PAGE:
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Discover India Hicks

Discover India Hicks
Discover India Hicks

GET ORGANIZED: Color Coding

If a picture is worth a thousand words, a single color is worth a choice few. Just as red, yellow, and green rule the roadway, a home color-coding system can bring order to your living space wordlessly, providing information at a glance without a miscellany of labels. Put hues to work, whether you are organizing papers, preparing food, or outfitting your entryway. With these bright additions, your living space will be far from drab - and far easier to manage.

Below are just a few places in your home where you could really benefit from a color coding system:

~Welcome Center~
Keeping clutter at bay starts the moment you walk through the door. A coordinated sorting station, with one color assigned to each family member, anchors household activities and the entryway's decor. Squares of Homasote fiberboard become vibrant pin boards when covered with linen fabric, which is secured with staples at the back. Personalized bins, made with linen-wrapped fiberboard that is slipped inside acrylic magazine files, help organize mail and paperwork.

~Spice Labels~
Categorize the array of seasonings in your cupboard into two groups with colored stickers. Spices typically used for sweet recipes, such as cinnamon, are indicated by orange tags; savory flavorings, such as cayenne, are dressed in yellow. Download Martha Stewart's templates here and print onto self-adhesive paper. Attach to matching tins or jars.

~Cutting Boards~
Minimize the risk of cross-contaminating kitchen work surfaces by designating a plastic cutting board in a specific color to a particular type of food: blue for seafood, green for vegetables and fruit, yellow for poultry, and red for other meats.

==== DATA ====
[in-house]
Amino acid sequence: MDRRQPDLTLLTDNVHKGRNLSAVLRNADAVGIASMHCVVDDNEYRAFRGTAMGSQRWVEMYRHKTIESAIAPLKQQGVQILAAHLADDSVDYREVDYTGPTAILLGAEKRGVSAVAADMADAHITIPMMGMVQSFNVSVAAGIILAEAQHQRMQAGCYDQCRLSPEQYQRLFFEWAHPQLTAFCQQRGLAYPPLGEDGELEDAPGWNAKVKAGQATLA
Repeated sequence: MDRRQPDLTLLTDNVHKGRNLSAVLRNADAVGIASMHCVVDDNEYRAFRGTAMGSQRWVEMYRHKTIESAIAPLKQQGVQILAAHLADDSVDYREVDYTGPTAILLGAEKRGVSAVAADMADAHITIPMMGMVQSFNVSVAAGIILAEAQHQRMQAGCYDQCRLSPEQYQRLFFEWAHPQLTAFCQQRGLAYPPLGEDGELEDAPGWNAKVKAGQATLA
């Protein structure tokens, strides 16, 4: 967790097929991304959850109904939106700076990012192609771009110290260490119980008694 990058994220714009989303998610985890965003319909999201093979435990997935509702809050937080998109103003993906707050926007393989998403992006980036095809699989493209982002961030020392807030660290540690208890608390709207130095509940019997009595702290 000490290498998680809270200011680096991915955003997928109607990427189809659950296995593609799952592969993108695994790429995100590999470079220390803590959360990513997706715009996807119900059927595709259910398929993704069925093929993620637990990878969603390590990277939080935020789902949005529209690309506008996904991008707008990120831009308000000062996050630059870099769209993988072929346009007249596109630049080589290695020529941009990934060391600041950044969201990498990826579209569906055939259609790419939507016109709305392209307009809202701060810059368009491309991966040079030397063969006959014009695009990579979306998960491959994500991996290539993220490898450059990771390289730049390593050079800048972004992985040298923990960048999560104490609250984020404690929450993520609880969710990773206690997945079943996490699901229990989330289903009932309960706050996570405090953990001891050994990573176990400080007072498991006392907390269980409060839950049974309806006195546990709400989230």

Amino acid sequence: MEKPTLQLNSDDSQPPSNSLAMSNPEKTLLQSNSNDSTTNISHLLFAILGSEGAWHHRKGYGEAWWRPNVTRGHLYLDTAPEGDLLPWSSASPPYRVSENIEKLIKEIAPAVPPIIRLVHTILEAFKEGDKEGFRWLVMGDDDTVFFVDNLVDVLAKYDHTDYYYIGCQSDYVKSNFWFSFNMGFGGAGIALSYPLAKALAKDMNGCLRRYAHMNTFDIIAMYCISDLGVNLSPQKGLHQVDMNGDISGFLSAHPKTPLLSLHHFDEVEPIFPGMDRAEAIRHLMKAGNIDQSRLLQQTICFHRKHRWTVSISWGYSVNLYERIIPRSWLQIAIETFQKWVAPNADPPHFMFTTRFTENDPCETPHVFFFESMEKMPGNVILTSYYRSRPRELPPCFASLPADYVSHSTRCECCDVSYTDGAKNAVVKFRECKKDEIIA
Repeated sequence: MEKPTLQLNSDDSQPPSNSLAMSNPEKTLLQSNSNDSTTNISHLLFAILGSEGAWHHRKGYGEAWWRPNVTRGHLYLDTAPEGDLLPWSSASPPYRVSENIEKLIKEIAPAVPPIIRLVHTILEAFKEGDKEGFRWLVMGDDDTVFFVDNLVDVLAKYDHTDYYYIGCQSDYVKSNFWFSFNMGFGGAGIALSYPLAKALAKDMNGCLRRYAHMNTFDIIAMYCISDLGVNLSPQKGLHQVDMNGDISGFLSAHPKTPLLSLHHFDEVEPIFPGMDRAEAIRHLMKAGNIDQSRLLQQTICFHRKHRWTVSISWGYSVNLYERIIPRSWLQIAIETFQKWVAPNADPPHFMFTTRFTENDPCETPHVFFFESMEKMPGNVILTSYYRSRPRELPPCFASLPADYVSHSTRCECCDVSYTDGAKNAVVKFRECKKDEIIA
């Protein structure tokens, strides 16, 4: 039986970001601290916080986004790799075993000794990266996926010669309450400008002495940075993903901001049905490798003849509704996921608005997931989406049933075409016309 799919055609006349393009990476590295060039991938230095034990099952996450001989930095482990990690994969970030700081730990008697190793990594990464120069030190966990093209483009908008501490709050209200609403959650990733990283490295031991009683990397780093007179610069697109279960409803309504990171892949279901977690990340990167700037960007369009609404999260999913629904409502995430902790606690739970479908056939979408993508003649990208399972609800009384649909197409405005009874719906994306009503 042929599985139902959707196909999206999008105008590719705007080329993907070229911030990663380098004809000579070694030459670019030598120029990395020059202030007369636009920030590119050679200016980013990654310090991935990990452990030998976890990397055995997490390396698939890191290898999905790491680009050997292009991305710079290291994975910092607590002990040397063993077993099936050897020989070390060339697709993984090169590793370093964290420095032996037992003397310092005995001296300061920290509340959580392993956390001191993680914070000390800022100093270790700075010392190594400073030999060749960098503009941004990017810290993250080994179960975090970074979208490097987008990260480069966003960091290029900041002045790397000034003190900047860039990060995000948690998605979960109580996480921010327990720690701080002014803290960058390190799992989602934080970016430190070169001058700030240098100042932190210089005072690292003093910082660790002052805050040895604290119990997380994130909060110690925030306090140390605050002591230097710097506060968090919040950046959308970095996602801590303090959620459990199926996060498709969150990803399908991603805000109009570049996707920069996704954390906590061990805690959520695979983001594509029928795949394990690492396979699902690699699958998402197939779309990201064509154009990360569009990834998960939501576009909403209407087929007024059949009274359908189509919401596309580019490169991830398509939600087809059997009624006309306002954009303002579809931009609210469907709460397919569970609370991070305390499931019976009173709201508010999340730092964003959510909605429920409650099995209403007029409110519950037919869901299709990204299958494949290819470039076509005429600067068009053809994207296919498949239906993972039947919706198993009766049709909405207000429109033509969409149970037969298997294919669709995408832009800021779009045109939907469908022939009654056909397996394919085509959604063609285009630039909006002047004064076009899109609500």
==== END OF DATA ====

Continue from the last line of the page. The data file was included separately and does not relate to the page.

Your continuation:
~Wine Tags~
Handmade labels let you survey your wine collection at a glance, quickly finding just the right bottle. Choose an organizing system, such as the type of wine or the country of origin, and assign a color to each category. Use a tag-shaped craft punch to create the label and a circle punch to cut a hole in its center, or download Marth's wine tag template. Snip a few small slits around the circle. Write the proper vintage, vineyard, and varietal on the tag. Spare labels can double as gift tags.

~Recipe Cards~
An overstuffed recipe box, brimming with generations of family favorites as well as recent additions from friends, can be made far more navigable with stickers affixed to a corner of each card. (This also works on newspaper and magazine clippings.) Select a color to represent a type of dish or a course, perhaps green for vegetable sides and yellow for dessert.

~Keys~
To minimize fumbling at the front door, paint the tops of frequently confused keys with distinctive shades of nail polish. Apply a different color to each key, letting it dry before flipping it to coat the other side. A single layer should suffice - no topcoat required.

~File Folders~
Exchange your manila folders for colored ones, assigning a hue to each category such as red for medical information and light blue for mortgages - so the next time you're hunting for a document, all you'll have to do is scan for the appropriate shade.

~Recycling Bins~
Think beyond green: Coordinated plastic buckets take the hassle out of sorting recyclables. Give each material - plastic, newsprint, glass, and any others your community accepts - a colored destination, and keep it consistent from week to week.

~Bath/Kitchen/CleaningTowels~
Designate a certain color towel to each bathroom or for each family member. That way when the kids are doing their chores and putting away the laundry, they know exactly where to put specific towels.

~Holiday Storage~
Whether your bins of decorations are stacked high in the basement or hidden behind bicycles and boxes in the garage, you'll be able to locate them in seconds with the help of bands of colored duct tape (and, perhaps, a flashlight). Wrap each container in shades that match the festive decorations stored inside: red and green for Christmas, black and orange for Halloween.

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